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Monroe Sentinel Newspaper Archive: February 15, 1860 - Page 1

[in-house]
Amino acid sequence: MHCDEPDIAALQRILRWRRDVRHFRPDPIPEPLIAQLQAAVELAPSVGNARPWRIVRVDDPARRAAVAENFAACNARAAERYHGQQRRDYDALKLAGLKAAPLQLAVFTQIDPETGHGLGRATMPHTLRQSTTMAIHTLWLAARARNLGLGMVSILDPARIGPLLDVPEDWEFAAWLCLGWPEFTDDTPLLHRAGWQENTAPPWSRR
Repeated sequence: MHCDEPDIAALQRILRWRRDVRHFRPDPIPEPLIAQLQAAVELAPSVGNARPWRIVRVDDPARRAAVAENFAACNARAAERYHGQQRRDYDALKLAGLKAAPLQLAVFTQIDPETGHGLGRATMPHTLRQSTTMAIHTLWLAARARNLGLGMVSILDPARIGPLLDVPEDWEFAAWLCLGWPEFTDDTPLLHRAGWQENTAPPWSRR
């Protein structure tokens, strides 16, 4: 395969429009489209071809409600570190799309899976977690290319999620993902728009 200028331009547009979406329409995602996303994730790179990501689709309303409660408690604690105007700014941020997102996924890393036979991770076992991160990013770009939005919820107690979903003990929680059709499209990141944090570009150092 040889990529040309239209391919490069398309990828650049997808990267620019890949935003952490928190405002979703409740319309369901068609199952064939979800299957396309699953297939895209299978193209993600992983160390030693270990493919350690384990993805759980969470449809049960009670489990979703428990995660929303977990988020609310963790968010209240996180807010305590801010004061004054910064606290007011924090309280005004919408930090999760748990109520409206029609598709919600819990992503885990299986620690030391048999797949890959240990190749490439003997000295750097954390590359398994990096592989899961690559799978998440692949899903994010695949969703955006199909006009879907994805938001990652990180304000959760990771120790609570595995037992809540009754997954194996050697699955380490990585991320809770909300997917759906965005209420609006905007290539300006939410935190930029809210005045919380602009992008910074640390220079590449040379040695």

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   Monroe Sentinel, The (Newspaper) - February 15, 1860, Monroe, Wisconsin                               VOLUME IX. IGNEOE, GREEN CO. .TO. FEB. 15, 1860. THE MONROE SENTINEL. jj-31 yurih t   won'e.l rcsb ii's Ipnce secu.'ely S-es; ia K, stov.-. f.ncl lia'e, 3'n-e >'er w.t-e worii.'eror.s eyes lU's'mate, e nnti tlr.ows o'ec Ue-t- erery deed. something, sure enough writing. Bruce 'f Tho mate took the slate, and there in" legible ciiLiraciers; stood the words, "STEED. TO Ttr.: XOII'WEST.." you been trifling with me.. added the captain, in a stern manner. niy word as a man. as a sailor, j My mate here says you' wro'.o it, sit replied BrucP, :'l know no more ting at this desk at noon of th's matter than yon do, I have The captain of the and the told you the exact truth.1' passenger looked at each other, ex- Tlic captain sat down fit his desk, changing glances of intelligence and the slate before aim. in deep thought, i surprise, and the former uskcd-the'lut- "And this said the captain turning i the slate over. The man lonlted'-first at one writing: then at the other, quite At last, "what is the meaning of said he. "1 only wiote one of these.- Who wrote the other's" "That's more than 1 caii tell you. sir; The year 1860 and. consists of 300 days', brie day being ed to the shortest 'month.: February, iwliicii will therefore have' twent.y-nitie- days this year; and.on its.-lnst, or- ad-: d.-iy, is claimed by .the ,ladie.s- the privilege which belongs to the ifen'.lemeri at all other times, the priv- I "RJCi-IARDSON'S Gallery of Fine Aris. i of i (i; e..iiiu'ir Da .C'1 Vasso n; ove, his hopeless love. H. Miii'-voe, j'.'Jti Green comity h' i .u Loofl'er ia iljc-jiic-y e 1 Superior to Anything Ever before 1 iosi.-.nce i'. e i e.'t? V %L i A "e." J'nfi iiicluve, made on iron. I; i iio the smallest loci The A T-OT-. Omen's T.-iso Stors- Ho.: Aiii-i.oVi-pi.-, wi'iiouttltcrtcfecisot cii'.iei-. I ivill fr.i- i't> IQ cait-ri for Jifc stiinll sn n 01 j l-'iL'TY CENTS iCACH. Inm prcnared to lake likenesses in the most ap- if, to my profession. i ia all Tli-iPl-ful for past favors I remain re.spcctfuMy J. 0. lilCHAl'.DKOX. X. in aijpai-atus lit eastern prices. II A K T R D Mr. Robert Bruce, originally de- scended from some branch of tho Scot- j ;ish family of tij-.it name, was b-'irn, in humble circumstances, about the close of the hist century, at TW'oay, in the south of England, and there bred up in a eni'anug Wiien about thirty years of j wit. in the you- 1828. he was first mate of a trading between Liverpool aiu! St. John, New On due of her voyages bound west- ward, being then senna five or bb; weeks At last, taming the slate over and pushing it towards Bruce, ho said, ''Write down. 'Steer to thc nor'west.' The mate complied, and the captain, aftev narrowly comparing the two handwritings, said, "Sir. Bruce, go and toll the second mate to comedown here." lie caino, and, at the Captain's re- ciuast. lie also wrote the same words. So did the steward. .So, in succession, did every mar. of ths C'-ew who could write at all. But not one of the vari- ous hands resembled, in any degree, the mysterious writ'iig. Wlien the crow returned, the cap- tain sat in deep thought. "Could any one have been stowed at last lie said. ship must ba searched and if I don't find the fellow he must be a good hand at hide-and Order up fill hands.11 livery nook and corner of tlie ves- sel, from btern to stern, was thorough- ly searched, and that with all the eag- erness of excited curiosity for the re- port had gone out that a stranger had shown himself ou boanl, but not a .The 'Northern' In'clependent. say's, while -residing iii one'of pur Sini'the'nr eities, I'boarded, i-'eyerend gen- ;tle'imn' ofc' tlie, Methodist Sunday, it-will fall on.Monday, the fo.l-. .Sometimes; 'instead Unvin-i year but in Leap Year it will .thereof, lie: would ..scold.'and- storm at. fallen Tuesday, being thus two 'clays ;his slaves.; eitherone of which, I sun-, latur in the week, instead of one. It "'pose: eijiially' pre- living soul beyond the crew and tlra officers was found. EotRrninii ,to the cabin afcei" their Did you dream that you wrote on'this sir, not that I remember." speak of said the captain of the bark. ''What was this gentleman about at noon to-day I1' "Captain." rejoined the other, ''the whole thing is most mysterious and extraordinary; and I had intended to i spr-.J; to yoa about it as sunn as we. got a little quiet. gentleman, (pointing the passenger) being much exhausted, fell into a. heavy sleep, or what seemed such, some time before noon. Ai'ter an boar or mere he awoke and said to me, 'Captain, we shall be relieved this very When I asked him what reason lie had for saving so. he replied that he was on board a bark, iincl that she was coin- ins to OiH' rescue. He described her appearar.ee and rig; and. tu our utter s- 1 astonishment, when your vessel hove in slie corresponded exactly to his description of her. We had not put much faith ia what he said yet, still we hoped there [night be .some- thing in it, for drowning men. you know, will catch at straws. As it has. turned out.'I cannot doubt that it was .-._- .if "popping the Leap Year occurs and is; so called because it one day more than any ordinary ye'i.ir. Pur instance, in other'years, if" .Christ- mas day or Now'Year's: day it-will fall on.Monday the fo.l- I1 1: is also .the Latin bis. twice, and sextits, that the.sixth of ihecalends of responding to the. ,24th of February- was reckoned twice every.fourth year uy the intercalation of a day. 'The necessity for leap year arises from'the-.. fact that the. solar not cor-: respond exactly wi'n.the civil year, conscqn'.mco .of not. ending exactly with a'given clay, but with a fraction-of a day. If it were not for this'nrrange- mont Christmas, in course of ..time, woulj come in miclsnmmer, and the fourth of'July would come in the depth of winter. The true year-consists of the, time-it- :d, broad-briinined beaver, white iinihistaknbre'-evidence'of .his clerical.caste: hokler, and had .been so. for .four and ashamed.of. if, shame, on hitn Sometinies have fam- ily.prayers, and sometimes- happen'.. .Sometimes; 'instead cioiis to 'of pi-ayeri Slaye'Co Jo. The :NV Y; Gcrurier Enquirer say 6 it was in three before Douglas launched his "infamousscheme for a'White lifuuV Slave C..d'R; that Senator Bigler. was about -i bill for the ishment of like John .Brown's invasion of Virginia. Douglas was' fully ad vised of; ''the fact.. He was aware that 'the bill would go straight to the Judiciary Committee, and would there be put in the shape in which a the Semite "would choose to have it enacted.' Therefore Mr! las seized at) an hour os1 two before Bigler had arranged to put his measure before the-senate, to thrust in his own' The point we' i i- f. to'Knpress upon the freemen'of .a .fifty, and some.'eight children, ..from a young mail of twenty, to a little child, thi'ee years oid. The woman was a-iiiulut- tn, and liec children'of a mongrel sort, from the..woolly to... the fair quadroon beamy. "Are these said.I, to' host, sdoh after''coining to' replied.. "Are all of'these your children "Yos." "Then she has a husband 1" I' re- 'marked. "No. takes for the oari.h to make one revo- lution around the sun. which is; deter- :shc once had one ..1 contm-. mined by its coming back to the same ued. point iir the zodiac from wliich'it start said he, and added, .'a iew cd; and this is accomplished in 365 years ago, -I sold clays and nearly six hours but.as the having- .children and: .no cal'endar must consist-ofeoinpiute days, husbaiid-I no troublo about that." "Butlibw is one regular and' tlie' little to one almost aHarranged, in some iiicouiprehensiblc fraillc.-3S search, "31 r. said the way, by an ovrrruliug Providence, so go, to i captain. the devil do you make of al; "Can't tell, sir. I saw write; you sec iho writing, must be something in it." it would seem so. We have ill at we might bo saved. To Him be all thanks for his goodness to us." the man "There is not a doubt." rejnined the There out, and iiavin'i nearer! the eastern por- tlie v.iud free, and I hnve a great mind j other Ciipv.-iin, -'that tiie filing on the slate, it come there as it may, sav- ed al! your lives. I was sleerir tiie I'liiie considerably south o these six hours are omitcd, and in 'four- years they make''tip a whole day, when' one is added to the year, making what is called tho Year. This.-howev- er not strictly correct, for it is. as- by-accurate calculations that. a solar year is exactly 865 days, 5 seconds; consequently, in putting on six add 11 12.3 second-i in four years; This .in the course of 158 1-2 .years, would, amount to twenty four hours oi-a'com- plete day. 'Every year tho number- of which is divisible by four witbout-a Year, except, the which is the remainder is Leap Hr-r-er. ,a last year of each century, which is the f west j leap'ycar, only when divisible by fom- hundred without a remainder. I KSAR'iTF-CK B. COKSECTfC'CT, CH.UITEP.ED ISiO. CAPITA. II. nONTIWTON T. C. AI.IAX OT etr-ry. C C LVMAN ilo Win. S. BOWERS ,lc. D (ien. Agent, at Columbus, Oli'-o. 1900. will :not a Roman year originally bad but Agent, >ion'-oe, is. of the Peace. omcc i the short s; airway descenijing athwart-ships. Immediately to it. ran pposite f liie Ponco. Office 'j-sinfss iiitrii-'tert to to coSluoliiii: 1 Office So.O'.l sn.l I', -ur, Jr., i.l Notary ruli- Coun- "Jsevcriii Courts of tliU ___ CASH CAPITAL, MAKTIN Pres. A T tt'II.I.MAISTll .1. MII.TOX SMITH. -Secretiiiy. T'lis continues to insure WLT- shiiis'jn port aiitl their iii.il property ov by lire on favovabie terms. Zi'Mcs equitably and promptly pnid. EI.KKOS W. AHUOTT, Asent, Monroe, to t'uis stairway, just beyond a small square building, was the mate's state- rucin and from that landing there, were twu doors dose to each other, the one opeiiiug afc into the cab'm, the other ironliog the srairway into the 1 state-room. T ha ;n the sir.te- room was in the part oi ;t, cluse to the dm-.v-: so that one sitting at it an'] over his sliojklur. could look inii> thf: cabin. Tlic male, r.bs -.riict'l ia vliicli di.l n-ii. fc- h 'have added, as the mate rose (o a look out aloit. and lot it irn- h-id U" his calcula- iU as he ex- ihe the BA.VM. Of .HOXUCS.. I rsc: iii-uuistisuit, oil i liCO. J. t Kn-: in-- as iiis otfict anilrus- f.-riiitrlv Mr. G. A. -i-'uf CSiurch. 'u- in the practice -iiJ OW'.tftrics for tlie I 10 at ;ill l-v ti't .'ratcral.y of Monroe generally. 10 J. S. ANDERSON, IB BO TYPIST, 'w rnol'ons. b: li-id coin- calcii'alioiis, ho called out Can j v, iJioi't loiiMiig liititiitlo and JoiioiU'do so and so. that be ri.-jht? How is no roply. he repeated his i question, glancintf o'. er his slioulder. be a hand you can depend His orders were obeyed. About 8 o'clock, the look-out reported an be- bera nearly ahead, and., shortly after, what he thought a vessel of some kind j here on close to it. As they approached, thc captain's glass disclosed tiie fa-.-t that it was a dismasterccl ship, apparently to the ice. and with a good many hi'man iieinus on it. ShortT. after, they hove to. and sent, oot tho bo.its to ilia re'ief of ihe sufferers. Ir. proved to bo fi vessel f.-oni Q 13-' bound to Liverpool, with pas- seii-ri-rs on board. She got en- tanii'led in the ice, and finally frt-zen fast, and had p'issefl several weeks in a. most critical situation. She was stove, her decks fact a mere wreck; all her provisions, and almost all her water gone. whatever of dning so. I got the pressio'i that the bark 1 -saw in my dream was coming to rescue in; but how thiit impression came 1 cannot tell. There is another very strange thing about it." he added. ''Everyih'mg board seems to me quite fa- miliar; yet I am very sure 1 never was in your vessel before. It is all a puzzle to me. did your matu ThcM-eiipon Mr. Bruce rel.-uecl to them all the circumstances abovo de- tailed. The uonclusion they finally i arrived at that it was a special j intc-rpo.V'tion of Providence to save them from what seemed a iiopcL-si fate. The above narrative was eomrauui cated to me by Captain J. S. Clarke, of the schooner Julia who had it directly from Mr. Bruce himself. They sailed Together for 18 months. liiths as may be seen in the of the name "month." March was the 'first month of the year in of Ro- mulus, aud December was .the -last.. But NumaPompilus, who knew astron- omy better, added January and Feb- ruary. The Egyptians were the first who Her crew and passengers in the year 1S30 and :87 so that Cap- j and as ho tbpugiit, the cap- j }lncfi0ft cn hopes of being saved, and tain Clarke had the story 'from the Lisy writing on his Still their "fatitude fur tho unexpected res- pited to the real length.of the. year, which they made to consist of 300 days. Tnoy afterwards added 5 rlr.ys, as was done by Tharos, one ot the seven wi.se men of the Tht: Jews, Ethiopians, Ro- mans, Persians, and Arabs, .all had v.enrs or' different length. Tht; d ;y which the yearcommenc- es, is also different in tries, but in. all it U hsld in great ven- eration. The Jewish historical .year commences with the .new moon near the vernal equinox (March; and the civil year with the new the Autumnal.equinox.; .i'he Mahom- edans begin-tho-year on the the. sun enters the Aries; The..Persians. is. white." said he, "that's, one shu's had by her black man, but this white girl she had by a white man.'where I let her out at-a'hoteL" "What-a while man- insult, .your, woman" thus, at a said 1, arid continued: "did you iibt feel li.ke pros- ecuting', the wretch, who; was the a-is.wer of .the.reyeiV and added lie, with a meaning smile, '.'that-white oie 'will more-, money -than- the Ky. News. CIILDEEN reason why children die, they are not- taktin care of. From, the 'day ot arc.stuffed with food, chok- ed with sloshed with water, suffocated, in hot steamed in bedclothes. So-much for'- When: permitted to breathe a breath of pure air once.a.-week irr .summer. and once -or twice during, the epic months', only the nose is permitted to peer into daylight: A littlelater they are sent out with-no clothing at all on the most need protection. Bare legs, bare arms, bare necks, and girted middles, with.an inverted um- brella to collect the.air, arid chill the other1 parts1 of the-bbdy. A stout man goes out in a cold day witlvglovosiand o.vercoatv, -woolen, stockings, and .thick, double-soled boots, with cork between and rubbers over. The same' day, a child of three years -old, air infant iii Mesh and blood "and'bone-and -consti- tution, goes out with-.slioes.'.as' thin as paper, cotton legs uncovered .to the knees, neck bare; an exposure that wdiiid disable'the-iiursBj'kil'i the moth- e'roiit-right, and "brake' the fither' an the is that there was no emergency calling tor theextraordinay haste viiidictiveness which Mrt Dougln-.' di-iplay'ed in. lighting and flourishing iiis new lire-brand. He acted iii .the sheer wantonness of chievons malice. Uigler's'scheme was bad enough, proposing to enact a dfjihitiori. of the crime of trea- son, wholly dilferent from that estab- lished by tho Constitution of the" United States.. Vet it not seek to pjnish opinions or intentions. It did not assume to'es't-ibli-sli a legal sequenca from a set of .lawful and prevalent ideas, to an accoinpiisheJ crime-, as, for to, suppress all the San- day-schools-ih the country and send the- teachers to the be- cause one of th-i pupils might grow upr to be a No BL'ler only looked out for the actiial oftl-nce, and' tiie real bonajidi oileiider. It was reserved for -D'ouglas to announce a plan for. .iudictmg a and a half of peaceable for a crime com- mitted, by seventeen white men and five Here is his. proposition 1 '-It 'cannot be s'aij that 'the time has not yet arrived for such legislation. t. cannot be: said- with truth lliat the jarpers case will not: be re- or is not in dang -r of repeti- "only necessary to. inquire into- the cause produced tha Harper's Ferry :our.rage and. ascertain whether tftese.caases, are yet in, active operation, and then you. can determine whether there is any ground for ap- prehension that that i ivasion will be repeated. Sir, .'what, were the .causes which .produced llii insurreii.iont Witiiont stopping to adJuco evi- dence in detail, Ihave'r.o hesitation in cxpresiihg niy firm conviction that the Ilai-per's Ferry crime J0os Me ural, 'logical, resale of Will veimiic in (luiio.'i- {be wip'.ev. jnciiu'es v.'HI be wi-.li p'-orn-. Ltibiaction iriveii in ali Pic. AT- T7 'ness, all OVL. 11. VAN I'iiv.-ician. Office and residence at tlie >il Younir, near'the Chris- Wia-. Particular i. JiPC.- tiie assei-'Jons of ioieres'-eu iied io the contrary. Car fii-sUJc fuc Pulblic Sqiuiro. A Can's of Wood >cf'l lie tjlxn In cxviaiiyefc. I'JJCIi CO. V ?t. Pliila. Capitny having been appointed Agt-nt for eU to take risks arnl_is- V'K 'b ti.-e nuw. ov no: i'ti of E 7JP Seo-.-c lo SXEKItS, Co. Iiis suvvices to all lie who have bud teeth, and will furaUh setts wliendesJvcd. -1 JOll.V iinU Surgeon LARGE STOCK OP GHOCBRiES, fcyiec'eu v.-" from the and souLti em VeLbj anu eaioraciug i Dstert Green Wis. If I I- S II. O X E L [fUilMKllLT UNITED LCT of'iiu-sdi Jefferson streets, Monro HiU Huiitiy, Proprietor.-. Wen recently H.-.I, i-.iiA i.v ihrowi express ut thvy may the claims of their lloust; J1-'- fi.-'es Hint-can no I 'n oJwnToTlic public j aVd here, all ofwli't-h w'M be solii at Very loiv .adtttireto see their It he our in ihe faiure ;LS in thfc ;i of or Mon- roe .-nd vic'tiJty. nnd T7e ce: ln-n'y P -e ive h.u't; Wew'H Jf. A. ij; This House has i: refilled and furnished anew in allttH de- will always be well furnished. a-'heJ. wel3 with provt'niltr :md Siu-'csiy a vein every tlireutiotifrom All kinds Produce in Exchange for Goods. Remember tlie Sept.lst, ALBERT WITTER, JC-y Thi- .luand popular house is roa, nd thvuvrn open lo the f, Tii nt-w ii- weUas the putrons wl uf a'.ieutive and obliging 22 i'ti.W. J. A. BINCHiSI. 1. L. GALCaifA, J- STEWART.  Vis. 40 IS CH ESTER WITTER. MISS M. M. COMBS K ES tins met hod of sayinRto the at nhe veturnetl from Chicago, she hits been cUending the Great National und wliile tijei'O, suletiud ft splendid as50i'Ur.ent of MILLINERY GOODS, Consisting of Bonnets, Ribbons, Flower, Edgings, Plumes, Head-Dresses, and Dress Caps For the mtJdle-ngoil old Lndies, nnd mnn.y oilier tilings in her line of business. She 1ms also pullei-tis for sill; velvet. IiuU of :he tutcst ami irtost Approvocl Styles. To .ill of whicli, she would invite your attention: K. B. Our stock is nil nev.- antlof tiie latest styles, color'and pattern we wouid tnererore, invile you to examine before purchasing elsewhere- "We no old stock to show wiv therefore feel confident that we cuunot fallHo iileaseallj bothin Style and Prices. Rooms, one tfoos East of IZolJt. Jforth sMe of'PuUia Stivarc, Monroe, Win. Scptembor 21st, 1S59. b'j. _ no (inswcr. ha .rose, and. as fi-onled tho cabin door, the figure he had lor vhc cnptnin raised its head and disclosed to the astonished mate the features of nn entire stran- ger. was no coward biit, rts he met that gaze looking at him in g.'avc silence, nnd as- sured that it was no one who he had overseen before, it was too much for him and instead of stopping to ques- tion the seeming inlmder, he rushed upon deck in such evident alarm that ii'ins' mtlv (Uti-acted tl'e at- tention. '''Why. Mr. :-aid the latter, "what in the world is the mat- ter with you !'The matter, sir? Who is that at your dask V one that I Unow of." "But there is, sir; there is a stran- ger there." "A stranger "Why, man, you must be dreaming'? You must have seen the steward there, or the second mate. Who else would venture down without orders 1" "But, sir, ho was silting in your nrm chair, fnm'.ing the door, witing on your slate. Then he looked np full in my face; aud if ever I saw a man plainly and distinctly in this wovlJ. I saw him." "Him! Whoml'' "God knows, sir; I don't. I saw_a man, and a man I had never seen iu tny life bou re." must he going crazy, Mr. Bruce. A stronger, and we nearly six. weeks ''I kiinw, sir; but then I saw him." down and see who it is.'1 Bruce hesitated. ''I never was a believer in he soiJl, "but if the truth must bo told, iir, I'd rather not lace it alone." 1 Come, oom'p, man. Go down at once, a'n'd don't make a fool of your- self before the ''I hope .you've always found me willing to do what's Bruce, replied, changing color "but if it's all the.same to you, sir, I'd rather we should both go down together." The captain descended the stairs, and the mate fol'owed him. Nobody in the cabin They examined state-rooms. cue was proportionally great As one of the men who hnd been brought away in the third boat that had reached the wreck was ascending ths ship's aide, the mate catching a glimpse of his face, .started back in consternation, it was the very face he had seen, three or four hours before, looking up at hiui from the Captain's dc-sk. At first, he tried to persuade himself it might be fancy but the more he examined the man the more sure he became that he was right. Not only the face, but thc person and dress ex- actly corresponded. As soon as the exhausted cresv and famished passengers were cared for and the bai'k on her course Hgaiu, the mate called the captain aside, "It seems that was not a ghost I saw to-day, sir the man's alive." do you mean 1 Who's sir, one of the passengers we have saved is the man I saw writ- iuo1 on your slate at noon. I would swear to it in court." "Upon my word, Mr. repli- ed the captain, "this gets more aud more singular. Let us go and see this mate- about eight years aftev the occur- rence. He has since lost sight of him, and does not know whether he.is.yet alive. -All he has heard of him since they wore shipmates is, that he continued to trade to New Brunswick, that he became master of the brig Comet, and that she was lost. I asked Captain Clarke it' ho knew Bruce well, and what sort of a man he was. "As truthful and straightforward a he replied, ever I met in all my life. We were as intimate as brothers, and two men can't be togeth- er, shut up for seventeen months in the same ship, without getting to know whether they, can trust one another's word or not. He always spoke of the circumstances iu terms oi reverance, as of an incident that seemed to br'.ng him nearer to God, and another woi-U. I'd stake my upon it that he told no lie. invalid fur weeks. A- d To harden them to a mode of .dress which in the month which, answers :to our June the Chinese and Indians, with the flrst now moon which to practico._ March .and the .Mexicans on the 23d ____ _f ;E February, at which- time: the doctrines aitd teachings of ihf. .Repub- lican party, as explained and enforced hi their platform, their partisan press- es, their pamphlets and books, and es- pecially in the speeches of .their lead- ers in and- Congress.'' "Mr mode of pre- serving peace is plain. This section- al warfare cease. The Constitr- tion has given the power, and all we isk of. i? give the meaus, ind iiidictiiients and is iit, t'w Fede-Ml'- of out: several Stn.fe.-s. will make' examples of the af-ti.esie, eoits-rifi'cies as will strike tei-ro? the Aea.-ls of the oth- ers', ji'nti will be an end of this The g'-eat un- the of. the Re.tuli- lica.il violoiif.' irreconcilable, eternal .warfare upon, the institution of Amerioan'slaver7, with the" view ot its' ultimata extinction throughout the land. I confess the-'object of the dure iii: their country .begins to appear. William the Conqueror bavins, .been, ned on the first day of January; occasion to the English to begin To accustom tlieni to exposure a dozen years later would be-cohs'.ider- To.rear child- ren, thus for. and then lay it to the Lord, U. too We don't think the'Almighty' has any hand in it.' -Arid the presumption .that he-has any a'gen- in the.denth of.the profan- Jou.-iial of Hea. THE FAT .fat maii, wjth the opaque back, i-'s sits before me.in the theii- ;interferes with my; pei-soi na] comfort, in -a comes at. times .such an iu.tclera'ole Tne -p. "Vc 'n tiie of Cu- ba. The a'io'.veil to use !vs {imi to 1.) as ev-deace fov ice i'lUli wtiut id heve set dorro. .TU'T. 1509. Ine BiUok wns .lien r.t tlie foot oT Square. "Vo Sii ue'.ween Nei.- ro.T. nml St. 3? -n They found him in conversation with the captain of the rescued ship. They both came forward, and expressed, in the warmest terms, their gra'itude for deliverance from a hornble com'ug clealb. by exposure and. starva- tion. The captain replied that he" had but done what he was certain they would have done for him under the circum- ptances, and asked them both u> step down into the cabin. Then turning "A. WAKIIIN' Dr.. Ili- ram Cox, the official inspector, of liqn- ors at telli the in to the passenger, he said, "I hope, sir, not think 1 am triSing with Not a soul to be found "Well, Mr. saicl the captain, not I tell you that you had been dreaming but I would be much obliged to you if you would write a few words on this slate." And lie handed him the slate with that side up on which the mysterious writing was not. "I will do anything you replied the stranger, "but what shall his last official report: "I called at a grocery store one day. where liquor was also kept. A couple of Irishmen came in while I 'was there and called for some whiskey, ani the first drank, and the moment he drank the tears flowed freely, while he at 'the same time caught his breath like due suffocated or Whenjic could speak, he says to his companion, "Och. Mike, but Us -warmin1 to the stomach." 'Mike' drank and went through the same with the remark "wouldn't it be fine in a cold crow occasion to th their year on that .day, in make it correspond with.the most re- markable date in their History.- Though the historical year began England on the festival of tho Circum- cision, or the first day of January, on which day the Germaii and Italian year begins, yet the civil or legal year did not commence till the day ut the nunciation of the Virgin, the 25th: of March. The part of .the year between these terms was usually expressed jf give 'way both these or; 1-7-4-3-9.-1 nature, I But by the act altering the.style ofthe-i hiiri. civil year now begins with-the-. 1st: of Jannury. The old style followed' the Julian method of 'computing''.the year; by the calendar established by: Julius: .Qesai-i in which'every fourth-year con- sists ..'f 360 days, and the other years of' Julian arrangement -of-tiine makes, as we have seen, -eleven minutes and some'secohds .in a -year- too muuli. Pope Gregory XIH calendar Uy-retrenching ten days October, 1583, in .order to bring; back- die vernal uquino.vto .the same ;days' as at tlie A. D... Tirs act frosty morriin' they went out. tasked the landlord to pnnr me out a little in a tumbler, in I dipped a slip of litiraus paper, which was no sooner wetthan.it a scarlet hue. I went mv instruments and exaniined it. I A few words are all I want. Sup- found it had 17 per cent, aluhoholio write 'Steer to the nor'-. spirits by 'weight, when it shou.ld have reformed, the in _ of Pariiincnt Groat Britain in 1751, by whieh fievon daysi'ui Septqmber, were icti uichcd and tho thud u-as ned the fourteenth mo pose, you west. The passenaor, evidently puzzled to i had 40 per cent, to be proof, and the -1 .1 L daj This .....cKof leckimigis calka new stjle such was, th" fmtiu m ot the Pu it ins and oth i PioUstmts it tint tune that because lefoi m emamted fiom the Popo thev denounced the clnnge, and said eleven dijs ncio stolen fiom them M my to the pi esent 11 ne keep "old clms-tinis d ly 01 01 which "he festu il would ftll was not iltcitd Few Yuik Heiald A Democi itic paper in no a icceit demons ritnn of that the wts rent with the of tin ee thouoind Aftet which we suppi.se the bind phy difference in per centage lie motive for such a re- sulphuric acid, red pepper, pelitpry, ieol, however, with a CLVllPstic, potasa and bn.cine, -one of the I1 _-i-_...u up; of j ed "loot hooi make out the quest, complied, _ The captain took np the slate and ex-: saits Of mix vornica. One pint ofsueh- ainiued it closely j then stepping aside liquor would kill the strongest man." lo-know the most do the' least ThtiL te-naues ate the foreinn- uers of what their hands never do. destructiv.e little, ..little ..communion with my better, convinces me', howe'ver, ,r'v-il' fiir to; hiinself tliiVii 'lie't's'to' those ,in'd am.riot alto-: getliei1 guiltless (of vim .acts f. annoying character by.. w.hich I aie him, and' deprive ihysoif of the p'uVe riglit of complaibti Al the_tliea- sharp, penetrate his and the ;oni.nibiisi'i the, keen-angles. of "niy snuff-box, fine! a resting' place in the so'fbvsubsi'pjnce'of his: 'compressible As see him- Weltering inj perapirii'ig'rtgony in; the boiling catiMrun of. a crowded, 11.0- >Led btigc pit in tlie close, mus ty depths of a public 01 dlmg as thc butt of evtiy hm lying pissensj-ei on the hyhwiy mv antig ui'tn is disir-ned, ind I pi s him tenckily, I should one w is blind __ _ BETTER YET The silt mine in Grind Rapifls is turning out better thin wis it fiist only thuty 'iwo gall >ns of w leqiinud fm 1 bjshcl ot salt, while tin. best springs, in Sj i icuse only j lelded a bu she' ftora 44 'Silt P ,int" springs ire nowhere, it the eise, incl they hive ahviys been noted as the sti o igest woi Ued i Our fi lends it the Ripids may congratulate tbern- seU es on h ing the best plistei beds and the nchwt s.lt spi in the Tin 101. press tins _ Mr. Douglas is truly an original in legislaiive Villainy. So abhorent is his lieWiScheme to his qnondom ad- mirers of Y, Tribune, that we lind them indulging in the following mild him ihui-e was any whicb could take Mr. Douglas affectionate- ly :by the arm and walk him into tiremeiit. and tneutio'.i to hint in a qui- et but decisive manner, 'Friend Doug- 'lus, tliL-e-has dene luischief enough 'thy day for a .whole regiment of poli- 'tici-.uis, .and hencefurUi ihee must be- 'tiikc' thy self iii private to contrition repeiitiiig thy it would be ;i happy tiiiiig'for the country, and Christians in.tiie. fiiture. Niitliing is clearer tliatt that' justice and. ti'aiiqnility demand such ii'dispositidti'eif this great politi- c'al-sinner.'' Wo have looked in-vain sin- gle defense of> tlie. ni-fiirious proposi- tions "which we have. quoted from ilr. Doiighis'latftspeecli.- The Phil., Press'was the first political journal, in the CQ.uiH.ry.to publisli ihe speech, but it lias studiously refrained from commending its sentiments from that dli'y'to ihis. --TUe Chicago-Times, and two or ..three '-other- -special Duuglas organs, Ijavex-ndiJi'sed it as .a whole, but-iiot ona of them can be induced to make, particular tnenli >ii of ihe.pro'- 'for1 the Ootiglas-hjis! hold; a coroner's inquest oil his own speech, and while he. did not. retract an iota .of his devilish sug- ge'-Uotis ior crna'iiing out of politicil opinion ind action, he cnre- tully omitted repeating them On thc. jthei hand, Mi of Mississippi, h i-, Uodly denounced them, ind the tendered by the. lepi esent Uive of x fiee State to ths slave power It was a sorry d ly when Mr D >uglas pro nulgited hij stive code thi white Pditmgton told Be-nus, the othei dav, in c >ufidencc, thit 'a. young nun had committed mtintiuJe by his hi nis up in i stutcot. deliiium titmuidous, ind tlie coioner: was holding .1 conquest his rer remember the 20th